Published June 12, 2019


WAKEFIELD — A policy related to postings on the four town-owned kiosks was tabled for two weeks by the Town Council pending public input and any needed tweaking. Meanwhile, the town has a new policy on the flying of flags at the Americal Civic Center, approved by the Town Council after some debate at their meeting this week.

Town Counsel Thomas Mullen drafted the flag policy, noting that it incorporated statutory requirements that apply to the American flag such as flying the flag only in daytime and at night only if illuminated.

Under the new policy, no other national flags will be flown if the American flag is present, Mullen said. Non-national flags and banners will be allowed on the pole as long as they are flown below the American flag and are not larger than the American flag.

Mullen said that the new policy contemplates that groups renting space for events at the Americal Civic Center may want to fly a flag or banner in connection with their events. Mullen said that the policy was designed to allow the town to prevent a group from flying a flag or banner that might cause problems for the town. To that end, requests to fly a flag or banner would be accepted only from a public body, a town department or a non-profit that supports a town department.

Town Councilor Paul DiNocco suggested that if there was concern over flags or banners being flown with the American flag, why not add several smaller poles on the other side of the entrance to the Civic Center where additional flags or banners could be flown, leaving the American flag alone on its own pole.

But Mullen said that the issue of concern was how the town could control the use of any flag pole so as to avoid an obnoxious use without getting into the legal morass of content-based restrictions.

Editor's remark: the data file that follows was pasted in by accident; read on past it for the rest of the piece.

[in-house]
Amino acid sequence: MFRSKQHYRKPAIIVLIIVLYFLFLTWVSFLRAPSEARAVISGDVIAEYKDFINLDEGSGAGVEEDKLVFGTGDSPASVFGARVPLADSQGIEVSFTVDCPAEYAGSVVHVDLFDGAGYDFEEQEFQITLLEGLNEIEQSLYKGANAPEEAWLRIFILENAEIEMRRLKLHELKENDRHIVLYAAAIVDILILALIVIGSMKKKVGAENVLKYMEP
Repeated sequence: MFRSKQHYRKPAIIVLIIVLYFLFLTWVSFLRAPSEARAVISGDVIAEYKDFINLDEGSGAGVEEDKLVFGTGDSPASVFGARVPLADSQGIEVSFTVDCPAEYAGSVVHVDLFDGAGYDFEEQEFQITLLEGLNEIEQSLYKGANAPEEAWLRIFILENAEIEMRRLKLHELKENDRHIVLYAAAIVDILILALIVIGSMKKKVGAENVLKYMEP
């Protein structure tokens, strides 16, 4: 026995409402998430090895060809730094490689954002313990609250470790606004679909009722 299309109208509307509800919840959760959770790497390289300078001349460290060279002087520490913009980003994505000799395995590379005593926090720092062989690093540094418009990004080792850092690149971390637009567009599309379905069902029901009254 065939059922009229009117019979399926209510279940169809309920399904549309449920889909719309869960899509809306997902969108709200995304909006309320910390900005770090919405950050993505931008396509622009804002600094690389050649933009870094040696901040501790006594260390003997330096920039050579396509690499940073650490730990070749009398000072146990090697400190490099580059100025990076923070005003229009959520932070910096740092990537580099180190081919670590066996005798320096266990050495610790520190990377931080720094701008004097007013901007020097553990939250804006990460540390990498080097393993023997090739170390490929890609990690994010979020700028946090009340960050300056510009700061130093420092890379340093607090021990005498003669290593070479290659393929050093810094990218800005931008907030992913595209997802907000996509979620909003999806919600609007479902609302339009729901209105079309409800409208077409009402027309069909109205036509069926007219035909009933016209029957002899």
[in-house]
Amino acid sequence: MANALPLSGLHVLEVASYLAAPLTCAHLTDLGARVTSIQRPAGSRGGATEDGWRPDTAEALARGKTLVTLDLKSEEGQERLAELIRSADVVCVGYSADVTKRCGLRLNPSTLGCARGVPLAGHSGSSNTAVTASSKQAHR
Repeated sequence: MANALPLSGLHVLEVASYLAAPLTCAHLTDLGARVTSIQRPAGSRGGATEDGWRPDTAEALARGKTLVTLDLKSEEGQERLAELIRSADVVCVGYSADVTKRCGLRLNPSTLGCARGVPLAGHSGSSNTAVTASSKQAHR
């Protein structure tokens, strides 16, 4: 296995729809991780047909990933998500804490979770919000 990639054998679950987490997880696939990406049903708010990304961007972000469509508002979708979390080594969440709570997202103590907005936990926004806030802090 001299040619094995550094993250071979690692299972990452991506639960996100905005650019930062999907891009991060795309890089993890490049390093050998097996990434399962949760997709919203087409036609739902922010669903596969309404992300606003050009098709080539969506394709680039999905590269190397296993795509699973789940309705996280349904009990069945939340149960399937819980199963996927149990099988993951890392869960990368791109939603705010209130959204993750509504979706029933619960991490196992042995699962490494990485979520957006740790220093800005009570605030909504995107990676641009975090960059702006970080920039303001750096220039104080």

Councilor Ann Santos noted that there were other poles in town where the American Flag is flown on its own and she saw no need to install additional poles at the Civic Center.

Councilor Jonathan Chines wondered if there was a need to create a townwide flagpole policy. He also asked if the Town Council would be the body that approves or denies requests.

Mullen re-iterated that the idea was to create a content-neutral policy that would control use of the pole so that the Town Council would not be involved in approving or denying requests.

Chines asked if a non-discrimination clause should be included in the policy.

Again, Mullen stressed that he was trying to avoid getting involved with content-based restrictions. The presumption, he said, was that the town could have some control and influence over groups affiliated with the town, but not over outside groups.

Councilor Julie Smith-Galvin noted that by linking it to the Civic Center’s rental policy, there was an added layer of protection with respect to use of the flagpole.

After some discussion, the Town Council approved the policy to allow other flags that comply with the guidelines to be flown on the pole in conjunction with Civic Center rentals. The flags or banners could be flown seven days before and after the event, with requests for longer durations (up to 30 days) to be approved by the Town Administrator.

Smith-Galvin presented the kiosk policy, which she worked on with Town Administrator Stephen P. Maio and Town Councilor Peter May. She said that the policy would apply to the three non-digital kiosks as well as to the three non-digital sides of the four-sided kiosk at the edge of the Common, near Lake Avenue.

She said that postings would be allowed for a duration of 14 days, with requests for longer periods to be handled by the Town Administrator. Postings will be allowed for public and community events being sponsored by Wakefield organizations or by out-of-town groups holding an event in Wakefield. No political or commercial advertising postings will be allowed.

Smith-Galvin said that Wakefield Main Streets, which provided the kiosks to the town, will provide materials that can be used as filler at times when there are not sufficient postings to fill a kiosk.

Town Councilor Mehreen Butt urged that the request forms for use of the kiosks be in the form of online applications, with an option for paper for those without online access.

The Town Council voted to table the matter in order to allow time for public input and further refinement of the policy. A vote is expected at the Town Council’s June 24 meeting.